Pharmacokinetics. Differential effects have been observed with once-daily and twice-daily dosing of MRAs, suggesting that length of exposure might influence pharmacodynamic response.[16] For example, eplerenone twice daily (half-life of 4–6 h)[64] has a greater BP-lowering effect than once-daily administration;[27] however, single daily dosing is sufficient to observe mortality benefits in HF.[21] It is, therefore, hypothesized that effects including BP control and serum potassium changes may result from longer MRA exposure and that the anti-inflammatory and anti-fibrotic response might be exerted via a signalling cascade that can be sufficiently blocked by a shorter MRA exposure.[16] Compared with steroidal MRAs, finerenone has greater polarity and is 6- to 10-fold less lipophilic.[60] Kidney elimination of finerenone is minimal; it has a short half-life (2–3 h in patients with kidney failure) and no active metabolites.[66,67,74] Conversely, spironolactone is a prodrug with biologically active metabolites (e.g. canrenone and 7-α-thiomethylspironolactone), which have long half-lives and can accumulate over time.[65] This is evident in a clinical setting, where spironolactone metabolites were measured in patients with eGFR 25–45 mL/min/1.73 m2: 38% of patients had detectable urinary levels of metabolites up to 3 weeks after stopping treatment (Figure 3). In fact, over half of the systolic BP-lowering effect was retained 2 weeks after stopping treatment, suggesting that the metabolite-induced haemodynamic effects had persisted especially among patients with moderate-to-advanced CKD.[75] Likely, spontaneous recovery from hyperkalaemia may not be expected immediately after spironolactone discontinuation.

Figure 3.

Mean relative exposure of spironolactone and spironolactone metabolites in healthy volunteers (n = 12). AUC, area under the concentration–time curve.

Effect on Cofactor Recruitment to the Mineralocorticoid Receptor Complex in the Presence or Absence of Aldosterone. Finerenone can act in vitro as an inverse agonist to the MR, i.e. reducing cofactor recruitment even in the absence of aldosterone, whereas spironolactone and eplerenone exhibit partial agonism on cofactor recruitment, but to a lesser extent than aldosterone.[61,68] This suggests that, unlike other MRAs, finerenone blocks deleterious gene activation by the MR independently of aldosterone.[60,68] Finerenone also blocks the human mutant MR, S810L, which is activated by both progesterone and steroidal MRAs (spironolactone and eplerenone) and associated with hypertension during pregnancy.[61,76] The combination of a specific antagonistic binding mode for finerenone with its physicochemical properties yielded in a novel MRA pharmacology with a pronounced anti-hypertrophic/-fibrotic efficacy for a given natriuretic activity, as demonstrated in preclinical models.[16,60,68]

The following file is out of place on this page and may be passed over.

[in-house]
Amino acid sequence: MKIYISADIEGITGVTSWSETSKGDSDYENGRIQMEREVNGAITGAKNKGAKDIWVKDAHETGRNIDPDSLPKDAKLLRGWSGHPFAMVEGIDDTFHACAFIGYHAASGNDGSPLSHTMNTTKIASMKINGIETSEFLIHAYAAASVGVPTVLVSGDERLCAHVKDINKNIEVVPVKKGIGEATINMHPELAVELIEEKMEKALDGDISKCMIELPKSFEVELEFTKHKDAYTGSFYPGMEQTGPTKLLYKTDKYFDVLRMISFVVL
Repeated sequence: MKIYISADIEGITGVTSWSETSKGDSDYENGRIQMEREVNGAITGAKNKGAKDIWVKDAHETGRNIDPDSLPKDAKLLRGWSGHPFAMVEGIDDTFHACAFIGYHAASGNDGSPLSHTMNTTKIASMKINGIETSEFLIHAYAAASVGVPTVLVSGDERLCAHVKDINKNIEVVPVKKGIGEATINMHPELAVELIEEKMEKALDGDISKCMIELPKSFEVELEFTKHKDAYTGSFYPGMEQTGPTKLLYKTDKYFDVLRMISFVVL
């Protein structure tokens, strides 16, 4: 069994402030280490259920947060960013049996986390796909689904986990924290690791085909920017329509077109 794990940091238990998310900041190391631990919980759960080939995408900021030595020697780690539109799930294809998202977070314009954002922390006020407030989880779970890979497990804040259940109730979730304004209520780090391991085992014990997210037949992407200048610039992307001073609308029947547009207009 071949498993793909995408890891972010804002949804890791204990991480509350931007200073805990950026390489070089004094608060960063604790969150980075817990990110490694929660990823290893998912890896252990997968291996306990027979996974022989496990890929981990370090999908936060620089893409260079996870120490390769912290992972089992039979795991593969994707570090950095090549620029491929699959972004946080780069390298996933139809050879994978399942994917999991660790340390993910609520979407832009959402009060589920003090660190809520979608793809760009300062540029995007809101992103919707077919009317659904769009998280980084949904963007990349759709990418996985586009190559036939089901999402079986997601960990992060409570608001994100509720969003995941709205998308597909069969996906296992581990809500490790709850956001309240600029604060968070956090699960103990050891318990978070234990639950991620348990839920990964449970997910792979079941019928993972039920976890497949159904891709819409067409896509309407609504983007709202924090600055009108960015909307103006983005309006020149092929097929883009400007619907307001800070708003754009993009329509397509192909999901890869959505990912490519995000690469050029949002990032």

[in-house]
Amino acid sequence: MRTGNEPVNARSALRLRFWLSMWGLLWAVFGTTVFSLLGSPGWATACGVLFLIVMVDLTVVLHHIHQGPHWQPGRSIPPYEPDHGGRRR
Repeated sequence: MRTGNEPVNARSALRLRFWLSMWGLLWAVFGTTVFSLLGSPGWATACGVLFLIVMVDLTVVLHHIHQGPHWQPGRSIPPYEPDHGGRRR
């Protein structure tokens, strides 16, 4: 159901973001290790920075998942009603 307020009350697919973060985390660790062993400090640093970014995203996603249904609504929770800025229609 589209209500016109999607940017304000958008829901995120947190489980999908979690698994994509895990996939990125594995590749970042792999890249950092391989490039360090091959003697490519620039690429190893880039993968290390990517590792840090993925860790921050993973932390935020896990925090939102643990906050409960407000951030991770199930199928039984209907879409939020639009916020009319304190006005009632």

Electrolyte Effects vs. Anti-fibrotic Effects

Both eplerenone[77] and finerenone[78] have been associated with anti-fibrotic effects in preclinical studies. MR antagonism decreases macrophage expression of the pro-fibrotic genes tumour growth factor-β1 and plasminogen activator inhibitor-1 and increases the expression of anti-fibrotic genes.[79]

In models of kidney injury, finerenone reduced the expression of pro-inflammatory and pro-fibrotic markers and reduced proteinuria and tubulointerstitial fibrosis, including at doses that did not significantly affect BP.[62,80] Compared with eplerenone at equinatriuretic doses, finerenone was associated with less kidney hypertrophy, proteinuria, and renal pro-inflammatory/pro-fibrotic gene expression in response to kidney injury.[62] Compared with eplerenone in models of cardiac fibrosis, finerenone also demonstrated qualitatively different effects on pro-fibrotic gene expression and measures of inflammation and fibrosis.[62,68] However, the benefits of MRAs on kidney and cardiac outcomes need to be balanced against the risk of hyperkalaemia. A nonsteroidal MRA (PF-03882845) was compared with eplerenone in a rat model of CKD[81] and a therapeutic index was calculated as the ratio of drug concentration that increased serum potassium to the respective drug concentration that lowered urinary albumin. This was 1.5-fold for eplerenone but 84-fold for PF-03882845,[81] providing further evidence for a reduced risk of hyperkalaemia with the nonsteroidal MRA PF-03882845 vs. steroidal MRA in a relevant preclinical CKD model.